Chagall’s big picture, finally in focus.  The MMFA exhibition, Chagall: Colour and Music, argues that he was much more than a repetitive folk artist who scrambled into the world of fine art. The show claims that Chagall’s art was inherently musical, that he was a bold explorer of multimedia and the monumental, and that he devoted himself to creating what the curators call “the total work of art.” Globe & Mail, January 27, 2017

Halifax

My Mother Gave Me My IMFA—Indigenous Master’s of Fine Arts.  My mother taught me everything I know about art. She was my school. She gave me my degree and my IMFA—my very own Indigenous Master’s of Fine Art. She has been my professor, mentor and guidance counsellor longer than any extended-studies or PhD program. My mother is the one and only reason why I have this opportunity to write for Canadian Art.” – Raven Davis.   Canadian Art, January 31, 2017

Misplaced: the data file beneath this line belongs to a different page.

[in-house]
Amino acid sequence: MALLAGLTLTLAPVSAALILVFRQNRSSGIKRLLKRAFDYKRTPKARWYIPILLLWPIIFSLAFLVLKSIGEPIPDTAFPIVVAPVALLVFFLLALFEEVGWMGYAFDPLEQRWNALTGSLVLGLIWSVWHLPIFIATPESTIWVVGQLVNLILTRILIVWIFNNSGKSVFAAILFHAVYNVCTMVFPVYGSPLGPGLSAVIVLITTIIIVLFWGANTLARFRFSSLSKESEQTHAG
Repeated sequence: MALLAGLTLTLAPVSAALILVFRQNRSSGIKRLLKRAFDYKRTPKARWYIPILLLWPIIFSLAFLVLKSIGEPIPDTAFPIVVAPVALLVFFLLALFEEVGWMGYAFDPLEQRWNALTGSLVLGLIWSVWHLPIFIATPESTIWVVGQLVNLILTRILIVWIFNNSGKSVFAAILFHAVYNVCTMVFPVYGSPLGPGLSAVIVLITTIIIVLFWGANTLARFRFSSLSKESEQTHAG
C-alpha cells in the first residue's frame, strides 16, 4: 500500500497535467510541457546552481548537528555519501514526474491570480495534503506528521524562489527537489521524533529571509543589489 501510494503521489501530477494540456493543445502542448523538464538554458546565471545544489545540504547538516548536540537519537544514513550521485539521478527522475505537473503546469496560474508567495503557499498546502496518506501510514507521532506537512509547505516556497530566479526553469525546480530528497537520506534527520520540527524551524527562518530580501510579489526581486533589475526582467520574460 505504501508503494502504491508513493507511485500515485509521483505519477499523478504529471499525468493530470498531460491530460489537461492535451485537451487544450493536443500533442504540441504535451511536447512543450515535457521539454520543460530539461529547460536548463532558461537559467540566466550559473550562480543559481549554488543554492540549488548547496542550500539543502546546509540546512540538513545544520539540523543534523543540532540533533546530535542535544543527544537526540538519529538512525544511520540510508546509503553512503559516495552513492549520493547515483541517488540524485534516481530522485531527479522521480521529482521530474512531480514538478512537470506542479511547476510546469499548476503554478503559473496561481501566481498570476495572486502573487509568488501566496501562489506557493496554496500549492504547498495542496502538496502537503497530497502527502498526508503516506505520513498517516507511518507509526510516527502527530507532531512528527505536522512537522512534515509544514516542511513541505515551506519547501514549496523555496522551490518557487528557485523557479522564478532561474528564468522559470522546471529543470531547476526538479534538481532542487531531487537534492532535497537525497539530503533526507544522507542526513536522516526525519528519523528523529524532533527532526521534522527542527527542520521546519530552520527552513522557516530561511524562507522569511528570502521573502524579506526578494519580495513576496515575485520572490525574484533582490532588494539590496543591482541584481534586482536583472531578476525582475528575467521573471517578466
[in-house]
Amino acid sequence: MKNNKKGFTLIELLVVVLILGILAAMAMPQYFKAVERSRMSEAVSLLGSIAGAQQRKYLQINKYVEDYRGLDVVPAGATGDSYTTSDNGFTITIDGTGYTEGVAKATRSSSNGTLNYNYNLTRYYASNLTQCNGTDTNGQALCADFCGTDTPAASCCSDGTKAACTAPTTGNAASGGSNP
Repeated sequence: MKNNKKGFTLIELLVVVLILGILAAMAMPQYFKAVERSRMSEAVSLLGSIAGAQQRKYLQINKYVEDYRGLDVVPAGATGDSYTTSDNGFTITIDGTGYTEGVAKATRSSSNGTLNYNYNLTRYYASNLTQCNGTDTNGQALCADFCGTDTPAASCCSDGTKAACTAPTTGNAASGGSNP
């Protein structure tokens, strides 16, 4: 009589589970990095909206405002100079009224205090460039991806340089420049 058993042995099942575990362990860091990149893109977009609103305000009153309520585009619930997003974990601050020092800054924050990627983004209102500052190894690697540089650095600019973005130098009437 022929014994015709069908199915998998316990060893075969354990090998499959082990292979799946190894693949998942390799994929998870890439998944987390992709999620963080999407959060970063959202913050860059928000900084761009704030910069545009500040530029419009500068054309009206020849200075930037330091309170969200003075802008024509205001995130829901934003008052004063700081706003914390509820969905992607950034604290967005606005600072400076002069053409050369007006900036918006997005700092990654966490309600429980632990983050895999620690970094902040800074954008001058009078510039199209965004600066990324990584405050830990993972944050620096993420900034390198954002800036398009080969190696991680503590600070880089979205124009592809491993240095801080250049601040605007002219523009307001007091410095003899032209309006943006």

Canada

Canadian Artists Struggle with US Travel Ban.  Some Canadian artists feel they have been put in limbo by the ban US President Trump has ordered on travellers, residents and green-card holders from Iraq, Iran, Libya, Somalia, Sudan, Syria and Yemen.  Canadian artist Sanaz Maziniani, who was born in Iran, is currently based in San Francisco, where she is a green-card holder and permanent resident.  Up until recently—in addition to caring for her two-month-old baby—Mazinani had been preparing for two San Francisco exhibitions: one due to begin February 16 at Camera Work, and another opening February 18 at San Francisco State University.Both exhibitions were to slated include collaborations with her brother, the Toronto-based Canadian artist Mani Mazinani, who was also born in Iran. Canadian Art, January 31, 2017